Partial list of warnings by police:

"Don't go out alone.  Don't go out alone at night. Don't go out alone or
at night unless accompanied by someone (male).  Don't open the
windows.  Don't open the doors.  Don't talk to stangers (men).  Don't assist strangers (men). Don't take shortcuts..."

It is now 2006 and women are once more being warned in Vaughan,
Ontario  not to go out running alone.

I have always felt women would be safer, if instead, men were told not to
go out.

To which another has replied:

Quote
While I don't appreciate being told not to go out alone, I'm not sure that rapists would listen to police issued "men do not go out warnings" and, to enforce a gender-biased curfew surely would be unconstitutional. Still, the police could be doing more to make the streets safer, but I for one would much rather run in a group (be it with women and/or men and/or large dogs) than put the male-oriented police restriction to the test.


I don't know. Sometimes I despair about all this.

lagatta

  • Senior Member
  • *****
  • Posts: 13093
    • View Profile
True Crime
« Reply #4 on: November 13, 2006, 04:54:45 AM »
Yeah. I remember the police here telling women and elderly people not to carry anything to keep their arms free, after a rash of assaults. WTF?!

I do NOT think that social isolation makes women or any human beings healthier or safer...

By the way, not that I don't have the right to walk around at 2 or 3 in the morning, but I didn't arrive home very late - about 10:30 pm on a Saturday night, and there were plenty of people out on the streets. (The ban on smoking in restaurants and bars means that there are always people hanging out in front of them... ;))
" Eure \'Ordnung\' ist auf Sand gebaut. Die Revolution wird sich morgen schon \'rasselnd wieder in die Höhe richten\' und zu eurem Schrecken mit Posaunenklang verkünden: \'Ich war, ich bin, ich werde sein!\' "
Rosa Luxemburg

skdadl

  • Global Moderator
  • Senior Member
  • *****
  • Posts: 32874
    • View Profile
    • http://www.pogge.ca
True Crime
« Reply #5 on: November 13, 2006, 05:02:13 AM »
Yes -- smokers -- now perforce very sociable people, even if they weren't before.   :wink:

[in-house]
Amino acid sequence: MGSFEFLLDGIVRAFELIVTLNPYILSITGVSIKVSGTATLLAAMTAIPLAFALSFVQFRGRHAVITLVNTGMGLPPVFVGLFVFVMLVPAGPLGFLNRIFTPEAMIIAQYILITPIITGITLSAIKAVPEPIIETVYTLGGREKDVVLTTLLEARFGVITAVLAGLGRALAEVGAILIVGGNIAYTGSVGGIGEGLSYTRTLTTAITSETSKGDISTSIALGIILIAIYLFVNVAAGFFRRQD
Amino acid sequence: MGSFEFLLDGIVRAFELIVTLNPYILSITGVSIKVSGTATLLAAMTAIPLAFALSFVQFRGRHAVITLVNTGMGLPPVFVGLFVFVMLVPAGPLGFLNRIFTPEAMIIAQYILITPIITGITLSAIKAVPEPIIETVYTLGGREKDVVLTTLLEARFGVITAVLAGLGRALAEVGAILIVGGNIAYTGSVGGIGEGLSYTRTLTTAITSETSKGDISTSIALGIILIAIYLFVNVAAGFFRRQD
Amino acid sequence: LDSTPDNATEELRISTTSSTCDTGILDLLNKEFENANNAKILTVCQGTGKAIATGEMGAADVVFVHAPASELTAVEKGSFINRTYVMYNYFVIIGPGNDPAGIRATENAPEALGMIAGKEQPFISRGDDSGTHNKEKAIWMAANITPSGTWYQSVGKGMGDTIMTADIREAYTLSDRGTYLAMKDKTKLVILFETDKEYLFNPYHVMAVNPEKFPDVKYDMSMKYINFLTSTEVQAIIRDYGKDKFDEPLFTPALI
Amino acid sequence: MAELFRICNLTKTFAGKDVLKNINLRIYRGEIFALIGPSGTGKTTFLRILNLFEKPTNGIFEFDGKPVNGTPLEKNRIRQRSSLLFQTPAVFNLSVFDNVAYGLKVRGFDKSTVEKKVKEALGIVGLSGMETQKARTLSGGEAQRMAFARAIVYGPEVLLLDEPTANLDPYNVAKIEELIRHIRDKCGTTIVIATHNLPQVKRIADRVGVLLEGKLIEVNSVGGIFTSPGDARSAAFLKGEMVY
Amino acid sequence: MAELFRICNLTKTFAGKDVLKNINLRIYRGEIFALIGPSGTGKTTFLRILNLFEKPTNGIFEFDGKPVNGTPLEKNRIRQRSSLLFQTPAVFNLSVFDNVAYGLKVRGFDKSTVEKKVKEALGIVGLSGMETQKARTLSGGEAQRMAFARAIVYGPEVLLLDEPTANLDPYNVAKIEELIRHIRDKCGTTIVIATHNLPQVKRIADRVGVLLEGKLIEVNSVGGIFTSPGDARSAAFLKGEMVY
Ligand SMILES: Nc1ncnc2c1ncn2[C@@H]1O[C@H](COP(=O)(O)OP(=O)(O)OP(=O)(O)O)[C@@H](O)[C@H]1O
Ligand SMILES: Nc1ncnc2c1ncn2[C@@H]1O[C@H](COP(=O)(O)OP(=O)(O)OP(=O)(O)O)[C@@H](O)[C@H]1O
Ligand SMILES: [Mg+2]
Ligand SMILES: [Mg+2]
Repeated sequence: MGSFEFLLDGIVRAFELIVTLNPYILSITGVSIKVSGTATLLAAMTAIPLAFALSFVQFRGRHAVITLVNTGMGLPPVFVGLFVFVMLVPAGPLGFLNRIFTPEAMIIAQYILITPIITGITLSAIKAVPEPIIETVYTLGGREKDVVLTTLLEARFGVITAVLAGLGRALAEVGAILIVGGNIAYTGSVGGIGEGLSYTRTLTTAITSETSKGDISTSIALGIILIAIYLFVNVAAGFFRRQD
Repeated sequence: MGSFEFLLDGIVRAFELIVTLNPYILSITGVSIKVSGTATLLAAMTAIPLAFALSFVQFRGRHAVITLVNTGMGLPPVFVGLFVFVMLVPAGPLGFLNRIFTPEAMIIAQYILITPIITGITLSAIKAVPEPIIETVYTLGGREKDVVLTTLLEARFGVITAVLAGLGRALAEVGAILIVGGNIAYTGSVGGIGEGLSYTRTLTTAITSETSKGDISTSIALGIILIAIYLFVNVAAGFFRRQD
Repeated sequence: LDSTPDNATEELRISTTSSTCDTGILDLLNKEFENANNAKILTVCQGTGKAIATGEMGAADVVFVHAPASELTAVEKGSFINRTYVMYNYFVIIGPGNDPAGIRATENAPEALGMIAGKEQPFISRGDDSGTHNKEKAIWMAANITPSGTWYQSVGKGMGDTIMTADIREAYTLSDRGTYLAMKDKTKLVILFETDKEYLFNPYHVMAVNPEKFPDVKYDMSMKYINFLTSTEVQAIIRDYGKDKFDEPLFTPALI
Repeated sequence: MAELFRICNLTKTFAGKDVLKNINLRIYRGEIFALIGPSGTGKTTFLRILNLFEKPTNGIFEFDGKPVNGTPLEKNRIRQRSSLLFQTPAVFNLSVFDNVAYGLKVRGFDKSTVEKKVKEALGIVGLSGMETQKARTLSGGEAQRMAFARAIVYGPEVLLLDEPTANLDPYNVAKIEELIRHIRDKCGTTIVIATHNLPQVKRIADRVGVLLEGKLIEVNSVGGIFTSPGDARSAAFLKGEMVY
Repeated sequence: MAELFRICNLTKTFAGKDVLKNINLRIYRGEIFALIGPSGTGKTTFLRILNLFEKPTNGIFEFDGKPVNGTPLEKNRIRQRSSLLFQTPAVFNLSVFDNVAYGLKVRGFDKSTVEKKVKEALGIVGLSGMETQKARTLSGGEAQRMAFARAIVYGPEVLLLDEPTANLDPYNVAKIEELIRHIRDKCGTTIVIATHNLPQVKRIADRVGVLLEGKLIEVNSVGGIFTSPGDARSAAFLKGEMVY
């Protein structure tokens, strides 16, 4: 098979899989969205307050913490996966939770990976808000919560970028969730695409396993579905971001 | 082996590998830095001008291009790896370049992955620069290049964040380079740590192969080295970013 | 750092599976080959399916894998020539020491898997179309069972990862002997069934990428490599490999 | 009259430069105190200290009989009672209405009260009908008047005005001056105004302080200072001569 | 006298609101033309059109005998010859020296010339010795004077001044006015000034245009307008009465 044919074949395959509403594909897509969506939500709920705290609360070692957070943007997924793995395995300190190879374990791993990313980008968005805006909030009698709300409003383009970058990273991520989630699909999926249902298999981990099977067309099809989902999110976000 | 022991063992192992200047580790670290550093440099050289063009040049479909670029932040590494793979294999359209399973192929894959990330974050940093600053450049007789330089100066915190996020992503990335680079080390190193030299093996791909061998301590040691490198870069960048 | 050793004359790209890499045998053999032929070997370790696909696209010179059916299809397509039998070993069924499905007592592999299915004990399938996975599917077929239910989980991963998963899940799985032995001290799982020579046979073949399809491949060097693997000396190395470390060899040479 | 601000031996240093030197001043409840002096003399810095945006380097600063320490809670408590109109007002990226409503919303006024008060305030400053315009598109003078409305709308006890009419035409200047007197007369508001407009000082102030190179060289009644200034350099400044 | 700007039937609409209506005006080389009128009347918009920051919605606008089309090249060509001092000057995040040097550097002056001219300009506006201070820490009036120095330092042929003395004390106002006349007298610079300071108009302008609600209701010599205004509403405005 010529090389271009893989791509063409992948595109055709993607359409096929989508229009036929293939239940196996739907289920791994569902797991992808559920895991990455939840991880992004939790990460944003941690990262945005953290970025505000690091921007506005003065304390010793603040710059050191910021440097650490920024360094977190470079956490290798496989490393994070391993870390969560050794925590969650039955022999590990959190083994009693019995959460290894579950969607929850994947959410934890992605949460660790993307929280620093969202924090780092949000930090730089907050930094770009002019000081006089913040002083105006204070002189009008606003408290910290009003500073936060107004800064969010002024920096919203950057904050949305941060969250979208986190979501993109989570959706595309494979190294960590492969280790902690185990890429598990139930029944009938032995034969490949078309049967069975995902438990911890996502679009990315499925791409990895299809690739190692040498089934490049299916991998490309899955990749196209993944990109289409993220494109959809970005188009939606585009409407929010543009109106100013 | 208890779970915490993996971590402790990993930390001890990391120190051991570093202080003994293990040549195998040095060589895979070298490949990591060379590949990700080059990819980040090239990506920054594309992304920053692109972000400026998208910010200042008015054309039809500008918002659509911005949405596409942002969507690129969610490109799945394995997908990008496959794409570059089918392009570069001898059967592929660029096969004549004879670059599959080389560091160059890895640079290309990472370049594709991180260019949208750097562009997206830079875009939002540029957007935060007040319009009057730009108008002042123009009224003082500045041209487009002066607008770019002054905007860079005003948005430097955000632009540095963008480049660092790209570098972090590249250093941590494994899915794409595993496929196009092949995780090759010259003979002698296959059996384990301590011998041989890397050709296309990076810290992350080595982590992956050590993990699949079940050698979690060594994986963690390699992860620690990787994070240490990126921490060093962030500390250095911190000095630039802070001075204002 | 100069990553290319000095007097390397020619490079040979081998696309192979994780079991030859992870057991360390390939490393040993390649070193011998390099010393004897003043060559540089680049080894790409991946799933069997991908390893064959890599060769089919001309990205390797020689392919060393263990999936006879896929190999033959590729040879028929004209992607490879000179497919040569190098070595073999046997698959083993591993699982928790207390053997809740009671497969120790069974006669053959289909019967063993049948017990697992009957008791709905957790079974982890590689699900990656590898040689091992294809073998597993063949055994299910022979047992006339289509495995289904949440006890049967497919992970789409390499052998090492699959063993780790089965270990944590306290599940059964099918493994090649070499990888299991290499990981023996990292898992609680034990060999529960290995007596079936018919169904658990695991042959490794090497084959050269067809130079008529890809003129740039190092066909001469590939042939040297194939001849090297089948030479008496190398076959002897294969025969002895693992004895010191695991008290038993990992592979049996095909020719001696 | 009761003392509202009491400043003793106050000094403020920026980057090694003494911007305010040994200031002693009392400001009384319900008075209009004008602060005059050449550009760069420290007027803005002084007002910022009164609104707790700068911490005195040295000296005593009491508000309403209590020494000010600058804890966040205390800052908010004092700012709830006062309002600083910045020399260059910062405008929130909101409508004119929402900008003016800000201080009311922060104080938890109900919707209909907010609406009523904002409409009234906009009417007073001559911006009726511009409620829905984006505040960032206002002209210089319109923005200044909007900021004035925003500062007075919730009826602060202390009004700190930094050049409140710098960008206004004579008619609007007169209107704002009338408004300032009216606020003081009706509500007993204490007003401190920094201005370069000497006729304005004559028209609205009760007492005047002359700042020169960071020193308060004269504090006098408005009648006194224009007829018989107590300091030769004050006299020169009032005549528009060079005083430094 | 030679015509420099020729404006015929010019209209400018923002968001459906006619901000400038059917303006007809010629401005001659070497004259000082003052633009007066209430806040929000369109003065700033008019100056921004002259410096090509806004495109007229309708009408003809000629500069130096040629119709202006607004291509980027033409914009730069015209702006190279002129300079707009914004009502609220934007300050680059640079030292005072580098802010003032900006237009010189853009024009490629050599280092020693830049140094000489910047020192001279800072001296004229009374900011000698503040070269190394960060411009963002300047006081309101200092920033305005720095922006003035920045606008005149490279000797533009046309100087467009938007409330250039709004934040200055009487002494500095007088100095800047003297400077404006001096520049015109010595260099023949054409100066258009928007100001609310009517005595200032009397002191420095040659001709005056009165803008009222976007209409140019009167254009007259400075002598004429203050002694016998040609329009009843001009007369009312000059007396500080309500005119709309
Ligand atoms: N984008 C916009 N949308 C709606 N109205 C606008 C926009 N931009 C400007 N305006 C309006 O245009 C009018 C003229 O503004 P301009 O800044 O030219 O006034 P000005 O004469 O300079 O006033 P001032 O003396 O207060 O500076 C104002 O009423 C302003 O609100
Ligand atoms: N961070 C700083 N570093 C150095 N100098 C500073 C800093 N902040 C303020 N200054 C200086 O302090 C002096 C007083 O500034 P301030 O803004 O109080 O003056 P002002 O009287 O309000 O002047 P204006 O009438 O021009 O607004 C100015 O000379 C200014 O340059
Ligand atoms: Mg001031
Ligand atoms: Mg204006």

Not that I am often out at nights these days (simply because of my schedule), but I've never felt especially nervous outside for some reason, even though I have been minorly assaulted several times on the streets here.

My much greater fear is of a break-in, of being trapped inside and having to face an assault alone.

A long time ago, vmichel told us a hair-curling story about listening to a couple of guys who had broken in and were moving about downstairs as she cowered on a second floor, trapped and trying to figure out what to do. Luckily, they never ascended. I think I would have died of fright waiting, though.

k'in

  • Senior Member
  • *****
  • Posts: 2334
    • View Profile
True Crime
« Reply #6 on: November 13, 2006, 04:30:17 PM »
lagatta wrote:
Quote
I do NOT think that social isolation makes women or any human beings healthier or safer...


I agree totally.  I am not the least bit agoraphobic and have felt totally at ease in many of the world's stereotypical scary places.  I do feel that the type of crime that happened to you (knowing someone has *your* keys) is creepy as would be someone stalked by a violent ex-husband. The random stuff, while it was scary at the time, is in the past. I don't think about it really at all.  I did not like being told to avoid a (busy) intersection for the rest of time.   It's good to exercise reasonable caution of course and always trust your instincts but life is too short to live in fear.  

I hope you're OK.  This criminal was probably looking for the quick cash and not interested in stuff (would have come back within the first couple of hours knowing you would immediately change the locks).  Once I had my wallet taken from my office but they only took the cash.  I got the wallet back with the credit cards, ID (they dropped it on the stairs).  It wasn't good but at least I didn't have to replace the cards.

Herr Magoo

  • Senior Member
  • *****
  • Posts: 2297
    • View Profile
True Crime
« Reply #7 on: November 13, 2006, 04:39:52 PM »